Did the city really spend $45,000 on downtown flowers?
Did the city really spend $45,000 on downtown flowers?That was the impression given by a recent post on the city’s blog, which did indeed include the following bullet point in a list of “budgeted strategic plan goals”:
• Hanging basket materials and upkeep: $45,000
However, a typo in that post misidentified this amount as being budgeted for a single fiscal year (2020). In fact, because we were discussing cumulative expenditures from sales tax revenues, and because the sales tax is now in its second year, the figures in that blog post’s list were totals of the line items from two fiscal years.
So, the $45,000 figure you may have seen or heard came from budgeted downtown flowers expenditures for not one year but for both FY 2019 ($25,000) and FY 2020 ($20,000).
Hanging Basket Season /= Fiscal Years
Fiscal year budget amounts aren’t very helpful in understanding the cost of the downtown flowers program, though. That’s because the season for the flower display starts in one fiscal year and ends in the next. (In West Virginia, fiscal years run July 1-June 30, but our flower display is up May-early October, i.e., through Forest Festival.)
That means that each fiscal year’s downtown flowers budget line pays for the end of one year’s season (July-October) and the beginning of the next year’s (May-June).
So, right now, we haven’t finished FY 2020 spending on the flowers program (FY 2020 ends in June). And, on July 1—smack in the middle of the season—we’ll start spending from the FY 2021 budget line item.
Perhaps it would be helpful to look at the cost of this program by season, instead of dividing it between fiscal years.
The full cost of the 2019 downtown flowers season (May-Forest Festival 2019) was $36,541—a cost that was paid out of two different fiscal years, as mentioned.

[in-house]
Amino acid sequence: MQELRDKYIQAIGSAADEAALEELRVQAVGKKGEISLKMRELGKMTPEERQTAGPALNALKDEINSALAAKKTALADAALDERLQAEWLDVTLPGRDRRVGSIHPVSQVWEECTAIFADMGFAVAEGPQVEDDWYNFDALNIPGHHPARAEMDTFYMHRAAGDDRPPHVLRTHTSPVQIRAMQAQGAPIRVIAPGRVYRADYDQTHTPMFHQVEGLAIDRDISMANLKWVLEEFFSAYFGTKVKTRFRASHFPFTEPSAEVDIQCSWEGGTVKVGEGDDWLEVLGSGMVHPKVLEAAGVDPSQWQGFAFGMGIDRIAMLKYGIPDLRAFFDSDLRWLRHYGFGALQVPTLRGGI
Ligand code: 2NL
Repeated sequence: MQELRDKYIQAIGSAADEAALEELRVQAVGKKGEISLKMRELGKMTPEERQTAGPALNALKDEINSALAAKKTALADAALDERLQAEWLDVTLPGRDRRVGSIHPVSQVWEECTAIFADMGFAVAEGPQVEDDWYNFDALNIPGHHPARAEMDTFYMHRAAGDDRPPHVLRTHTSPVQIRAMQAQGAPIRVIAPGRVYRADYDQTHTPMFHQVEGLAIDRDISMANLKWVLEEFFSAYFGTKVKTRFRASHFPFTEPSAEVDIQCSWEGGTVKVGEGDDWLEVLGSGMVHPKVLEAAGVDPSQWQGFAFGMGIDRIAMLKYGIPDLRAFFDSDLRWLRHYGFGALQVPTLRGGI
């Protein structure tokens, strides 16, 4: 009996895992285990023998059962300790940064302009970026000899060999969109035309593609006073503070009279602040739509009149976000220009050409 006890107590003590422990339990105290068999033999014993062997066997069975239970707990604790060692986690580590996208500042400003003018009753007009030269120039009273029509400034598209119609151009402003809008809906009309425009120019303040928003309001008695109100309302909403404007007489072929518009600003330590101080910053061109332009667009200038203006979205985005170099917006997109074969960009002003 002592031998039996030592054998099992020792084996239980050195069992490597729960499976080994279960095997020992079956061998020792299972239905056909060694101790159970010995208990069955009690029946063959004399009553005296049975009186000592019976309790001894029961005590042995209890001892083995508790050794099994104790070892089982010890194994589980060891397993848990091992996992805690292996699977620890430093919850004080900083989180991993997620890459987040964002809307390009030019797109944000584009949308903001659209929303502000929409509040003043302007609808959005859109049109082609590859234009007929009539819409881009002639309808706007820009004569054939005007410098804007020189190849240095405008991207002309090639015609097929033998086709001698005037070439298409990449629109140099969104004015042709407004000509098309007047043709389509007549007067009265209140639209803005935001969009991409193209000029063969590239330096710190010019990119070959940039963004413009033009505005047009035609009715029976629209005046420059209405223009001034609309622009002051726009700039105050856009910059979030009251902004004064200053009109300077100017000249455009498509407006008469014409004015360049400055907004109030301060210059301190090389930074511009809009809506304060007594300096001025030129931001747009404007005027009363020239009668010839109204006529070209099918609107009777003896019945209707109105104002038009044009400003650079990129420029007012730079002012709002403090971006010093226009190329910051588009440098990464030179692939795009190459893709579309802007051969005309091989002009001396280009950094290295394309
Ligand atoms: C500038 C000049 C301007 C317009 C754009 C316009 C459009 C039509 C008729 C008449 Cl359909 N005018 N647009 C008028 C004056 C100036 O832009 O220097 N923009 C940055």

Our contractor’s proposal for the 2020 downtown flowers season (May-October) is lower than last year’s, at $33,100. That includes $8,100 in supplies and equipment and $25,000 in labor costs. (Again, some of that total will come from the FY 2020 budget, and some will come from the FY 2021 budget, so the FY 2021 budget amount will be much closer to the FY 2019 and 2020 amounts.)
Based on these two years’ experience, then, it looks like we can say that the current downtown flowers program—the one you saw last spring and summer—costs about $30-35,000 a season.
Should We Be Spending This Much Money on Flowers?
That’s a substantial amount of money. When considering any public expenditure, two important questions are whether the amount is fair and whether, even if fair, it is worth doing. Put another way, even if the price for the program is a fair one, reasonable people may disagree on whether the city should be spending money this way at all.
Let’s take the second question first. Why is the city willing to pay this much for downtown flowers? Council has approved expenditures for this program based on its conclusion that it fits with the city’s long-term strategic goals of encouraging tourism and transforming the downtown streetscape to be more inviting for residents, customers of existing businesses, and prospective new businesses.
The flowers are in place during multiple important city events that draw significant numbers of visitors downtown each year, including the Ramps and Rail Festival, Independence Day weekend, the Augusta Heritage Festival, the Mountain State Forest Festival, Elkins Main Street First Friday events, and the weekly Mountain State Street Machines cruise-ins.
Does an impressive flower display encourage return visits by tourists or prospective business owners? Although city officials have received positive feedback from visitors about the flowers, there is no way to be certain how much of an effect they have. However, it seems reasonable to assume that downgrading the attractiveness of our streetscape would not add to the city’s appeal.